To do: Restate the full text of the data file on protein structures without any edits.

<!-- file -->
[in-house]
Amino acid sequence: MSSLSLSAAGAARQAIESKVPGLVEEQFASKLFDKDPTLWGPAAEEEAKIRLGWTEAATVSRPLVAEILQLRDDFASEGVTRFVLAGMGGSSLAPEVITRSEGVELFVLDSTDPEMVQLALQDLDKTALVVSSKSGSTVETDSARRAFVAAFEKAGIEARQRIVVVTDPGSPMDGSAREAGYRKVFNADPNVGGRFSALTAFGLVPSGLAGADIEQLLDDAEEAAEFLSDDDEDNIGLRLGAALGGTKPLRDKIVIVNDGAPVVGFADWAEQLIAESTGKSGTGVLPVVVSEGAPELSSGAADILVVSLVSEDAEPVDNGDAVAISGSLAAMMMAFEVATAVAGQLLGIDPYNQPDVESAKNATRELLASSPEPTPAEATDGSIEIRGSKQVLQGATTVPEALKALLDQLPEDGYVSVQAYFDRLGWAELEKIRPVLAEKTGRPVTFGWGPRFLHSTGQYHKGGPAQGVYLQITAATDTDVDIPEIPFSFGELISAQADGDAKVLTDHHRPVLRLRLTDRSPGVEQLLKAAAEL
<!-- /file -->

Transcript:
[in-house]
Amino acid sequence: MSSLSLSAAGAARQAIESKVPGLVEEQFASKLFDKDPTLWGPAAEEEAKIRLGWTEAATVSRPLVAEILQLRDDFASEGVTRFVLAGMGGSSLAPEVITRSEGVELFVLDSTDPEMVQLALQDLDKTALVVSSKSGSTVETDSARRAFVAAFEKAGIEARQRIVVVTDPGSPMDGSAREAGYRKVFNADPNVGGRFSALTAFGLVPSGLAGADIEQLLDDAEEAAEFLSDDDEDNIGLRLGAALGGTKPLRDKIVIVNDGAPVVGFADWAEQLIAESTGKSGTGVLPVVVSEGAPELSSGAADILVVSLVSEDAEPVDNGDAVAISGSLAAMMMAFEVATAVAGQLLGIDPYNQPDVESAKNATRELLASSPEPTPAEATDGSIEIRGSKQVLQGATTVPEALKALLDQLPEDGYVSVQAYFDRLGWAELEKIRPVLAEKTGRPVTFGWGPRFLHSTGQYHKGGPAQGVYLQITAATDTDVDIPEIPFSFGELISAQADGDAKVLTDHHRPVLRLRLTDRSPGVEQLLKAAAEL